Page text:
Bridget Currie is fascinated by meadows. The artist describes the archetypal meadow, characterised by grasses, wildflowers, insects and crawlers, as “a very horizontal space that’s layered and interdependent.” In this humble environment, she explains, “everything has its own ecosystem or niche. It’s intertwined and entangled, and many, many, many organisms form the whole.” Currie contrasts the non-hierarchical space of the meadow to the art-historical idea of ‘figure and ground’, where the landscape is relegated to a backdrop for a human focal point, rather than existing in and of itself.
In her exhibition, delivered as the inaugural recipient of ACE Open’s Porter Street Commission, Currie immerses visitors in a slow and attentive space, redolent of the meadow’s intertwined ecology. Organic sculptural forms are held on specially-designed furniture, including a chaise longue that invites visitors to sit or recline. An intimate four-channel sound work, played on individual devices, consists of instructional texts whispered in soothing ASMR tones.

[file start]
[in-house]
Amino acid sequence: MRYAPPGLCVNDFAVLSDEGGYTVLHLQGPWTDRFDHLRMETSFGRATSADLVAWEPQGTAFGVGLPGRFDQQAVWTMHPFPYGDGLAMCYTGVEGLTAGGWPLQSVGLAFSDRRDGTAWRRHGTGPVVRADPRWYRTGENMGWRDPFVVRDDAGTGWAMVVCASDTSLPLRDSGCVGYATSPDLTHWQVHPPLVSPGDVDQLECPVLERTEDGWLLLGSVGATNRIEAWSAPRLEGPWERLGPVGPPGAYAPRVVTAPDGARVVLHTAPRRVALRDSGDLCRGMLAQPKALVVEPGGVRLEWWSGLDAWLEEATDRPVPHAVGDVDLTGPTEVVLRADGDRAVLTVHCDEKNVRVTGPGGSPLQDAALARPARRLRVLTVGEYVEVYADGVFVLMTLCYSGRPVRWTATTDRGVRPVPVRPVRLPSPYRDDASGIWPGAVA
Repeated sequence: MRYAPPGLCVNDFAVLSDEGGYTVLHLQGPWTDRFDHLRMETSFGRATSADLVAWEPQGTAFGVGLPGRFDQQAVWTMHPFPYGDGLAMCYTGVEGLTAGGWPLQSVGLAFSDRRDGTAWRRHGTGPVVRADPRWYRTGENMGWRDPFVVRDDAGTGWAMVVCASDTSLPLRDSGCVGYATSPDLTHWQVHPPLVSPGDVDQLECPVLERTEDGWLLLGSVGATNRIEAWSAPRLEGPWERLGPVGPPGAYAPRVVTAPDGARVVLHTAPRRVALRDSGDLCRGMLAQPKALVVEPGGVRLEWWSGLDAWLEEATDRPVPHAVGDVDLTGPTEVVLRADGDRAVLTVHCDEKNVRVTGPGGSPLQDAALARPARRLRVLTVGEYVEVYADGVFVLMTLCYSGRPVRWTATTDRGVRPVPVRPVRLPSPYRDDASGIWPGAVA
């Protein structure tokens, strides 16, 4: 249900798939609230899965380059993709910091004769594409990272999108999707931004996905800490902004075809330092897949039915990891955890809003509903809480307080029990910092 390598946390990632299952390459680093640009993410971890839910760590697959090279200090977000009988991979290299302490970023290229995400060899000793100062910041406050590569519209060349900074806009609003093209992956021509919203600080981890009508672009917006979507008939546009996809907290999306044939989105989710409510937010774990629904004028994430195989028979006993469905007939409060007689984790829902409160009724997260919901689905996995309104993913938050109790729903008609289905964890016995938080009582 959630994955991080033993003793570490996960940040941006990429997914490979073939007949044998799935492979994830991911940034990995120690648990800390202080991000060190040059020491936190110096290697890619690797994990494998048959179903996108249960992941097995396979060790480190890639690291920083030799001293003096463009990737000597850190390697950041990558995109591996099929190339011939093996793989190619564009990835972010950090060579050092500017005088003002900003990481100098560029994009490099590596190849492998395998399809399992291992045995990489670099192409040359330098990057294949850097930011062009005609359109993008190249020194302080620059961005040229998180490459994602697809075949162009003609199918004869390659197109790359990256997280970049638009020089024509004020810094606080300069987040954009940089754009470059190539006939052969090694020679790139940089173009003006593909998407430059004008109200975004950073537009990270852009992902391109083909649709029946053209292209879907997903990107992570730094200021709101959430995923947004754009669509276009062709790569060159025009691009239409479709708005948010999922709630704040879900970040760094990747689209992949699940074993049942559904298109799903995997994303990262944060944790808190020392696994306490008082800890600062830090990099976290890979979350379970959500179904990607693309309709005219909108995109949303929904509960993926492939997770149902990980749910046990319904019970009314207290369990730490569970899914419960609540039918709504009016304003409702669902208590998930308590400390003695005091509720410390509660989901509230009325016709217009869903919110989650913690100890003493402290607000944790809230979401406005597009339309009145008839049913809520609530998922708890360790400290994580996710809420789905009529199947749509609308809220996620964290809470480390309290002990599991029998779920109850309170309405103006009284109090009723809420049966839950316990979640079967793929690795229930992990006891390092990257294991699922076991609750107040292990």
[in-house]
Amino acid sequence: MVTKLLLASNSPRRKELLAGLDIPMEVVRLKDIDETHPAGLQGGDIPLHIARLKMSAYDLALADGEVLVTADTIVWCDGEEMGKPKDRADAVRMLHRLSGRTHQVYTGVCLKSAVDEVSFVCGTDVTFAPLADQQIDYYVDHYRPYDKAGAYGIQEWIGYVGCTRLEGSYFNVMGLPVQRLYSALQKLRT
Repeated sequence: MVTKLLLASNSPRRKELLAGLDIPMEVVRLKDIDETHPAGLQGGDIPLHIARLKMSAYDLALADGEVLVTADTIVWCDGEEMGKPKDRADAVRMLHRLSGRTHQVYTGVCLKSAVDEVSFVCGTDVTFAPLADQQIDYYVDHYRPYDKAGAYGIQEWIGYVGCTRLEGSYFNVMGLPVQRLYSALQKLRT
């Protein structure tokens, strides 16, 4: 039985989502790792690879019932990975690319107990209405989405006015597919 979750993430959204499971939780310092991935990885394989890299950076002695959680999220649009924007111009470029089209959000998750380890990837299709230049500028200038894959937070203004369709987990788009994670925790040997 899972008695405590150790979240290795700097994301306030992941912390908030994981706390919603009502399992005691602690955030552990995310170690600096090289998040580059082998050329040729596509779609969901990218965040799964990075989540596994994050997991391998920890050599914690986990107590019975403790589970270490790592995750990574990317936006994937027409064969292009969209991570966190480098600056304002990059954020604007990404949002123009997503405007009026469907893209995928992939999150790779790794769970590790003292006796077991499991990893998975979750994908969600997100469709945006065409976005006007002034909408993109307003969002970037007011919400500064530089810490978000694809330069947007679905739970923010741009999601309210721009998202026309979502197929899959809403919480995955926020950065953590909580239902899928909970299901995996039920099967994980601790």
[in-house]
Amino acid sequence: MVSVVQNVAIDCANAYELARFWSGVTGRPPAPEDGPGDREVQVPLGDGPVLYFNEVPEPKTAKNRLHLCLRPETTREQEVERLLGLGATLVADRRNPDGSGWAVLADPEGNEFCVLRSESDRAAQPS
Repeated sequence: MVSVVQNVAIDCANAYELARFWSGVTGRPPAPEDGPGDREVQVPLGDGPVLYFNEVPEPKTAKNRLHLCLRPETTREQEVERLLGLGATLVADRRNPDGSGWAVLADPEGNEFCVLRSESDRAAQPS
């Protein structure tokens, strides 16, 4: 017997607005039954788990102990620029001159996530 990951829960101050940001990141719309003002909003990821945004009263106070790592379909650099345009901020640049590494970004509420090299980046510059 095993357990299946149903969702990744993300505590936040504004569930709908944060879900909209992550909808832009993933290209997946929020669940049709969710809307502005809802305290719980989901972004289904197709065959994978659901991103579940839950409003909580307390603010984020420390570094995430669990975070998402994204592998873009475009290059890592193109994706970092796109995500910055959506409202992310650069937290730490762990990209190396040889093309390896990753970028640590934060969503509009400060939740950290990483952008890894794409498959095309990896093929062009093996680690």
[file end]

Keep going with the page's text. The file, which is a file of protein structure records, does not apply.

There are also, Currie says, “a lot of slugs”—a recurring motif in her work. “Such a defenceless being,” she explains. “Just that pure sensitivity: their whole body is a mucus membrane.” Here, slugs writhe through Currie’s new film soft insides, along with hands, sculptures and babies. “The human brain, when it’s an infant, is not differentiated into ‘my’ personhood and ‘your’ personhood and exterior environment and the self,” the artist explains. “It’s still pre-self.” These boundaries between self and other—heightened, diminished, overlapping—lie at the heart of what the artist is gently teasing out, through an immersive work that seeps through our own bodily edges.
Bridget Currie’s exhibition is part of the SALA Festival.
This article was originally published in the July/August 2021 print edition of Art Guide Australia.